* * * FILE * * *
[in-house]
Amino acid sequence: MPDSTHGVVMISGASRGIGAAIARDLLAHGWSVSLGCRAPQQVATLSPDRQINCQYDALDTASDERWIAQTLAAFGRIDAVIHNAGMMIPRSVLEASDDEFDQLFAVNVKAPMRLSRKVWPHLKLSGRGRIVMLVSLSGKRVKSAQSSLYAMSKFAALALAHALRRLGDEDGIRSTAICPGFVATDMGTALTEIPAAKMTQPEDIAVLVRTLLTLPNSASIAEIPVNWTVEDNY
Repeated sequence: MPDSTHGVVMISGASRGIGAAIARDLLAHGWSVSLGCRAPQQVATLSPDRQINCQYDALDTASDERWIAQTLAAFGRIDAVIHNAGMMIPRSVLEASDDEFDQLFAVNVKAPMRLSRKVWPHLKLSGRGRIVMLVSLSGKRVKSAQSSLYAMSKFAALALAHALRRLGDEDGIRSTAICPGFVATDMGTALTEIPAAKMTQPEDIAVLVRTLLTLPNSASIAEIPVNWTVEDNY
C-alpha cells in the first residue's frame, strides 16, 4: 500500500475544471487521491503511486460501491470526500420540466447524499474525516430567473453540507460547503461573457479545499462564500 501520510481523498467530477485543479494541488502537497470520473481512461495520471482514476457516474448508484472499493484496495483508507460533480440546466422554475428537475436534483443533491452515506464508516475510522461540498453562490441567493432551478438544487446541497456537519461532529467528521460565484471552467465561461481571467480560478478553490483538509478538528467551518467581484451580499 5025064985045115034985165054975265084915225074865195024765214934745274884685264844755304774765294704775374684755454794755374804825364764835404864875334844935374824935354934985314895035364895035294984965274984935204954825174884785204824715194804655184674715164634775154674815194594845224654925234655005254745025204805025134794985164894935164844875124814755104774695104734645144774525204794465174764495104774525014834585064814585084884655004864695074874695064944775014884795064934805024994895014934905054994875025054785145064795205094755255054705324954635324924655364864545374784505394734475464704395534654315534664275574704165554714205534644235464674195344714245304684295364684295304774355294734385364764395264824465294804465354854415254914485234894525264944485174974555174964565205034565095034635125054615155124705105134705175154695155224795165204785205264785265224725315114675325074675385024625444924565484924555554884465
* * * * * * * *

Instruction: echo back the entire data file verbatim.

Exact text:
[in-house]
Amino acid sequence: MPDSTHGVVMISGASRGIGAAIARDLLAHGWSVSLGCRAPQQVATLSPDRQINCQYDALDTASDERWIAQTLAAFGRIDAVIHNAGMMIPRSVLEASDDEFDQLFAVNVKAPMRLSRKVWPHLKLSGRGRIVMLVSLSGKRVKSAQSSLYAMSKFAALALAHALRRLGDEDGIRSTAICPGFVATDMGTALTEIPAAKMTQPEDIAVLVRTLLTLPNSASIAEIPVNWTVEDNY
Repeated sequence: MPDSTHGVVMISGASRGIGAAIARDLLAHGWSVSLGCRAPQQVATLSPDRQINCQYDALDTASDERWIAQTLAAFGRIDAVIHNAGMMIPRSVLEASDDEFDQLFAVNVKAPMRLSRKVWPHLKLSGRGRIVMLVSLSGKRVKSAQSSLYAMSKFAALALAHALRRLGDEDGIRSTAICPGFVATDMGTALTEIPAAKMTQPEDIAVLVRTLLTLPNSASIAEIPVNWTVEDNY
C-alpha cells in the first residue's frame, strides 16, 4: 500500500475544471487521491503511486460501491470526500420540466447524499474525516430567473453540507460547503461573457479545499462564500 501520510481523498467530477485543479494541488502537497470520473481512461495520471482514476457516474448508484472499493484496495483508507460533480440546466422554475428537475436534483443533491452515506464508516475510522461540498453562490441567493432551478438544487446541497456537519461532529467528521460565484471552467465561461481571467480560478478553490483538509478538528467551518467581484451580499 5025064985045115034985165054975265084915225074865195024765214934745274884685264844755304774765294704775374684755454794755374804825364764835404864875334844935374824935354934985314895035364895035294984965274984935204954825174884785204824715194804655184674715164634775154674815194594845224654925234655005254745025204805025134794985164894935164844875124814755104774695104734645144774525204794465174764495104774525014834585064814585084884655004864695074874695064944775014884795064934805024994895014934905054994875025054785145064795205094755255054705324954635324924655364864545374784505394734475464704395534654315534664275574704165554714205534644235464674195344714245304684295364684295304774355294734385364764395264824465294804465354854415254914485234894525264944485174974555174964565205034565095034635125054615155124705105134705175154695155224795165204785205264785265224725315114675325074675385024625444924565484924555554884465